Alcohol Regulation Roundup: December 7, 2011

Arizona: Liberalization of beer laws in Arizona has kick-started the state’s craft brewing market. The state allows small producers to skip the wholesaling tier of distribution, allowing them to sell directly to consumers. Unfortunately, the law defined small brewers as producing less than 620,000 gallons per year, which forced many brewers to cut production. In 2009 the state increased the cap to 1,240,000 gallons per year and the number of breweries in the state has grown every year since. Hopefully the legislature will take a hint and let breweries of all sizes skip the wholesaler tier if they want to.

Michigan: Former Michigan Governor Jennifer Granholm apparently did at least one right thing (even a broken clock is right twice a day) when she signed legislation into law that did away with the Sunday ban on alcohol sales until after noon. For the last year 6,000 businesses throughout the state forked out the $160 for the annual license that allows them to start selling alcohol at 7am on Sundays. According to the Michigan Liquor Control Commission, the change has resulted in a $950,000 increase in revenue for the state.

Also in Michigan: As I predicted in my article, the new state keg-tagging laws have already resulted in a significant drop in keg sales and paper-work headaches for businesses.

Minnesota: This November the Minneapolis City Council passed amendments, removing the required 300 feet of distance between alcohol-serving -selling businesses and houses of worship. As I wrote about in November, this regulatory liberation is the direct result of small brewers pushing for updates to Minnesota laws that allow them to operate, profit, and stimulate the state economy.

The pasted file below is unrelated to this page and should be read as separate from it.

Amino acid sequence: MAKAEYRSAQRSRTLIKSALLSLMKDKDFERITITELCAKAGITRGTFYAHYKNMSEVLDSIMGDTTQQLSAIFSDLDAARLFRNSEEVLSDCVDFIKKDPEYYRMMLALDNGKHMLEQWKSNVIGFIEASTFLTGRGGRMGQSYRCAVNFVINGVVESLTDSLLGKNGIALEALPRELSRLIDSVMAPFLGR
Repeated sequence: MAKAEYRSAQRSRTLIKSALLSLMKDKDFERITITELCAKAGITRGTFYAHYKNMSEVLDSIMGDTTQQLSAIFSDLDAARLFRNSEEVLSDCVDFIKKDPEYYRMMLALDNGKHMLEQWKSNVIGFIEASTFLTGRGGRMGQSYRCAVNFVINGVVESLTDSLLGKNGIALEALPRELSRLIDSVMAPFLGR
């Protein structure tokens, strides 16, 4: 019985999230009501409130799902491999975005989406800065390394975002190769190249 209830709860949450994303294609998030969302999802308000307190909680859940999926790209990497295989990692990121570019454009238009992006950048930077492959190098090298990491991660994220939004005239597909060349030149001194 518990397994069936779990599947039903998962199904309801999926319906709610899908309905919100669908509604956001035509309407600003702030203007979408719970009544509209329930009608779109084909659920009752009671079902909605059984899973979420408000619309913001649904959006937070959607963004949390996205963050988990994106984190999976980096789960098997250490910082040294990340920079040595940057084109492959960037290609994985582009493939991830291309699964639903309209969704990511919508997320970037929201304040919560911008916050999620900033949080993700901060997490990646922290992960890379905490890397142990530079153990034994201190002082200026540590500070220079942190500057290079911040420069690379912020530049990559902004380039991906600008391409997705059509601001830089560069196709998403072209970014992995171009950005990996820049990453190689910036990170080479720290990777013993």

Massachusetts: As I wrote about before, the Massachusetts legislature bowed to the liquor license cartel and rather than offering more licenses for new businesses, and instead introduced a measure that would allow those businesses that already had licenses to sell beer and wine at more locations. Governor Deval Patrick signed the bill into law. While this will certainly result in more availability of wine and beer, I doubt it will increase variety of items or reduce costs for consumers.

North Carolina: Likely in an attempt to attract big breweries to the state, the North Carolina General Assembly voted to allow larger beer-makers to sell their product onsite, as small breweries already can. H 796 simply needs the governor’s signature and big breweries would be able to sell beer made, not only at on-location facilities, but to sell any of their beer on the brewery premise even if it was brewed at one of their out-of-state facilities.

Washington: Though the ballot initiative was called the “Costco Initiative,” the vote that got the Washington State government out of the business of selling liquor has opened the door to many other businesses to get into the business of booze. Grocery stores such as Safeway, Albertsons, and Rosauers are lining up to sell hard liquor.